A half-assed attempt at mixing Coen’s pulp with a contemporary social awareness.
Before (and even shortly after) its premiere at Venice and Toronto, Suburbicon was one of those movies that was an immediate shoe-in for Oscars consideration. With a Coen Brothers script, their long-time creative partner George Clooney at the helm, and mega-stars Matt Damon and Julianne Moore in front of the screen, it seemed like a pretty easy path to Oscars gold. But yeah, uh, this movie is pretty bad.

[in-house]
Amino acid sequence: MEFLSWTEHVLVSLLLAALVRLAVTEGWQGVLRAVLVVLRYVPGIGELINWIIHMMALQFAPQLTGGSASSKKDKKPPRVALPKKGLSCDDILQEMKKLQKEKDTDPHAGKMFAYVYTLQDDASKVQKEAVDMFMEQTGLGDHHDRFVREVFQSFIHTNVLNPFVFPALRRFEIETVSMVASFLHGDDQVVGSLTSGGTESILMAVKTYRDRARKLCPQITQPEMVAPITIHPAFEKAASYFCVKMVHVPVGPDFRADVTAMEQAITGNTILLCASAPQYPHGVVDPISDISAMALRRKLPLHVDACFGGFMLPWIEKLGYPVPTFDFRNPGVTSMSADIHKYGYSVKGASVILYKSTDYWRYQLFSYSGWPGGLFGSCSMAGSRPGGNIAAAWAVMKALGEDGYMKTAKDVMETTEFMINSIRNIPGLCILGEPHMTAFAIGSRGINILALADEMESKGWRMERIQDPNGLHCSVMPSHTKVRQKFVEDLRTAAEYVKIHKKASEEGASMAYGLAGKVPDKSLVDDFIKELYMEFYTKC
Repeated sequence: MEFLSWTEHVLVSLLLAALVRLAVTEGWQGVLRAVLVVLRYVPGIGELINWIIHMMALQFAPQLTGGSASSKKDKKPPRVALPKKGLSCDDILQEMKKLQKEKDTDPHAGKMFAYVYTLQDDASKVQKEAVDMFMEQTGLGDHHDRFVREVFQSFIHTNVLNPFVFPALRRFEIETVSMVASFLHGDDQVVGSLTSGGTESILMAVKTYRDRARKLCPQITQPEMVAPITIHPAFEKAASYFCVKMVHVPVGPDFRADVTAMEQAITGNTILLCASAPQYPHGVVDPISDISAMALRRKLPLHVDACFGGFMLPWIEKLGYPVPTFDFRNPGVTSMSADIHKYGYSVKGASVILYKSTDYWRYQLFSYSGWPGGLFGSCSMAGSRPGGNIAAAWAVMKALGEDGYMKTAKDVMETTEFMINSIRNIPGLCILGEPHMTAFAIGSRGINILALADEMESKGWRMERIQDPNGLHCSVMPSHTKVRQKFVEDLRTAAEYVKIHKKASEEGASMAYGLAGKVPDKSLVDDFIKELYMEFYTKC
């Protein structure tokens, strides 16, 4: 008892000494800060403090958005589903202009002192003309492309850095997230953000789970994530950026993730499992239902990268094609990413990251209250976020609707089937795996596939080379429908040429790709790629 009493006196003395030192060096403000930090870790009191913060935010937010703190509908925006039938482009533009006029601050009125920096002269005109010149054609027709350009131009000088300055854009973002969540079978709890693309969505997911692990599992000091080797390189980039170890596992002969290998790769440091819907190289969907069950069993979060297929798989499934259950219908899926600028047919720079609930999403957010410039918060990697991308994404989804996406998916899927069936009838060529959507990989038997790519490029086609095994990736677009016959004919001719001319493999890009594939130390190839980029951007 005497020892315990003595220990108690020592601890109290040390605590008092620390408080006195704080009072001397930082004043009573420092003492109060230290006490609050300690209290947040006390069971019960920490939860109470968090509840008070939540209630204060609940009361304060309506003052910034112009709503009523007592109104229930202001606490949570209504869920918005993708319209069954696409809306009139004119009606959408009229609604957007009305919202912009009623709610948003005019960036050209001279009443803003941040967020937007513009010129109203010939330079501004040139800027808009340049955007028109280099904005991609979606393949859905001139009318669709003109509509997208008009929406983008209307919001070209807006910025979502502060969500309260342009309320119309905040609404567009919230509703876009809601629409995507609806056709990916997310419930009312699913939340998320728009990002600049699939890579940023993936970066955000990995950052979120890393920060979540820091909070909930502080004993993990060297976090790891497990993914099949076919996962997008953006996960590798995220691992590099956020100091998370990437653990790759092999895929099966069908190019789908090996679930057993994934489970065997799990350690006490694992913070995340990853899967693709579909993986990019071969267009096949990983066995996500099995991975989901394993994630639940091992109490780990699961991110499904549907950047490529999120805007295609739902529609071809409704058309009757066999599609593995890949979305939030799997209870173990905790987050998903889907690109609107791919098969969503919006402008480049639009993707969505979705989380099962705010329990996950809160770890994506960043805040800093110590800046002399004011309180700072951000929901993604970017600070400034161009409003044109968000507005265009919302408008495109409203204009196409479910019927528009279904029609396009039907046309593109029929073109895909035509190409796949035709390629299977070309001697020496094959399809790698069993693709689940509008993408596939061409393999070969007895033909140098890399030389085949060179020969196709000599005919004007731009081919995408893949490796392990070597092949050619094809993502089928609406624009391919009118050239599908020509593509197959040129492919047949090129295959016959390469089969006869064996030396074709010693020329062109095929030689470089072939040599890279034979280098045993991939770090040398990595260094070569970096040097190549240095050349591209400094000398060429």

Suburbicon plops us into a fictional 1950s suburban town of cookie-cutter houses, immaculate lawns, and perpetually cheerful neighbors. Immediately, the story splits to focus on two neighboring houses. In one, we find Gardner Lodge (Damon), his solemn and wheelchair-bound wife (Moore), her twin sister Margaret (also Moore!), and his wide-eyed son Nicky (Noah Jupe). That’s right, we get two Julianne Moores! More Moore! She delivers two very different performances: one quiet and bitter, the other chirpy and fragile. She gets sidelined once the family reckons with a violent home invasion, at the hands of perhaps the most infectious characters in this movie: a highly cartoonish hitman duo (played by Glenn Fleshler and Alex Hassell) ripped straight from the Coens earlier (and better) works. Like Steve Buscemi and Peter Stormare in Fargo, these guys are menacing by their physical presence alone. It’s with them where Clooney seems to be having the most fun directing, imbuing them with a kind of greasy, pulpy vibe. It’s a shame they’re also sidelined for more time with bumbling-yet-sinister Matt Damon and William H. Macy as Jerry Lundegaard. Are you a Matt Damon fan? I’m not. And this movie didn’t do anything to impress on that front.